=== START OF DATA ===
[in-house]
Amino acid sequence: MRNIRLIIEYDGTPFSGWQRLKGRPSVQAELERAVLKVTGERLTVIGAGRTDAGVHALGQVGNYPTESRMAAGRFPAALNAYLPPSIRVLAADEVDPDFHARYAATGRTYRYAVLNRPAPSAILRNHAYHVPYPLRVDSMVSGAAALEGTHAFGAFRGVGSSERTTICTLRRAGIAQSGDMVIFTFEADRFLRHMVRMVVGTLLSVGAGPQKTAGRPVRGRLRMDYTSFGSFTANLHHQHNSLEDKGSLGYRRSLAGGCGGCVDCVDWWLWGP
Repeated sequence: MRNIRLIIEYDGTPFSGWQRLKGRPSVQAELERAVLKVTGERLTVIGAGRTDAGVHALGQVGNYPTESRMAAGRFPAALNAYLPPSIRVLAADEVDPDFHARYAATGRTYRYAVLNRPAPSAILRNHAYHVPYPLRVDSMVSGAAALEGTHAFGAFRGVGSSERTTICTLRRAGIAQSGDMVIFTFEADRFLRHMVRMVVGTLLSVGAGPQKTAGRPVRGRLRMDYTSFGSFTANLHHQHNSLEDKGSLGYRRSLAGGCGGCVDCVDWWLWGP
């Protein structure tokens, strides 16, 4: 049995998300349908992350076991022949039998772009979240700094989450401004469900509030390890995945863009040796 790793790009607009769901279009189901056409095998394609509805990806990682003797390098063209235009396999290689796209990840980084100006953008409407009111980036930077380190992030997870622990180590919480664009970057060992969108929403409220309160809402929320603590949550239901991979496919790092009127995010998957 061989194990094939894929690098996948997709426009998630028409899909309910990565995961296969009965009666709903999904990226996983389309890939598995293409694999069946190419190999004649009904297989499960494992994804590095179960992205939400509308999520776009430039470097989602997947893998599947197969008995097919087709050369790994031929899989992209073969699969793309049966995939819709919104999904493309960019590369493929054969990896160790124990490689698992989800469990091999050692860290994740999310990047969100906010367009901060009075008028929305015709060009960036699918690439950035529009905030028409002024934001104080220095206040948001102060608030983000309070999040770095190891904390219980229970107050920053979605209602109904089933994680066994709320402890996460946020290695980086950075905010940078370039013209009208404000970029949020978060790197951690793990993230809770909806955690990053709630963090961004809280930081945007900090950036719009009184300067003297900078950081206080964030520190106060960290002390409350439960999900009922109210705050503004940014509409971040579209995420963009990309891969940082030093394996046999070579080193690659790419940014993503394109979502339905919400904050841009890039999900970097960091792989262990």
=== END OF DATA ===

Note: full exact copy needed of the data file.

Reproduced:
[in-house]
Amino acid sequence: MRNIRLIIEYDGTPFSGWQRLKGRPSVQAELERAVLKVTGERLTVIGAGRTDAGVHALGQVGNYPTESRMAAGRFPAALNAYLPPSIRVLAADEVDPDFHARYAATGRTYRYAVLNRPAPSAILRNHAYHVPYPLRVDSMVSGAAALEGTHAFGAFRGVGSSERTTICTLRRAGIAQSGDMVIFTFEADRFLRHMVRMVVGTLLSVGAGPQKTAGRPVRGRLRMDYTSFGSFTANLHHQHNSLEDKGSLGYRRSLAGGCGGCVDCVDWWLWGP
Repeated sequence: MRNIRLIIEYDGTPFSGWQRLKGRPSVQAELERAVLKVTGERLTVIGAGRTDAGVHALGQVGNYPTESRMAAGRFPAALNAYLPPSIRVLAADEVDPDFHARYAATGRTYRYAVLNRPAPSAILRNHAYHVPYPLRVDSMVSGAAALEGTHAFGAFRGVGSSERTTICTLRRAGIAQSGDMVIFTFEADRFLRHMVRMVVGTLLSVGAGPQKTAGRPVRGRLRMDYTSFGSFTANLHHQHNSLEDKGSLGYRRSLAGGCGGCVDCVDWWLWGP
């Protein structure tokens, strides 16, 4: 049995998300349908992350076991022949039998772009979240700094989450401004469900509030390890995945863009040796 790793790009607009769901279009189901056409095998394609509805990806990682003797390098063209235009396999290689796209990840980084100006953008409407009111980036930077380190992030997870622990180590919480664009970057060992969108929403409220309160809402929320603590949550239901991979496919790092009127995010998957 061989194990094939894929690098996948997709426009998630028409899909309910990565995961296969009965009666709903999904990226996983389309890939598995293409694999069946190419190999004649009904297989499960494992994804590095179960992205939400509308999520776009430039470097989602997947893998599947197969008995097919087709050369790994031929899989992209073969699969793309049966995939819709919104999904493309960019590369493929054969990896160790124990490689698992989800469990091999050692860290994740999310990047969100906010367009901060009075008028929305015709060009960036699918690439950035529009905030028409002024934001104080220095206040948001102060608030983000309070999040770095190891904390219980229970107050920053979605209602109904089933994680066994709320402890996460946020290695980086950075905010940078370039013209009208404000970029949020978060790197951690793990993230809770909806955690990053709630963090961004809280930081945007900090950036719009009184300067003297900078950081206080964030520190106060960290002390409350439960999900009922109210705050503004940014509409971040579209995420963009990309891969940082030093394996046999070579080193690659790419940014993503394109979502339905919400904050841009890039999900970097960091792989262990």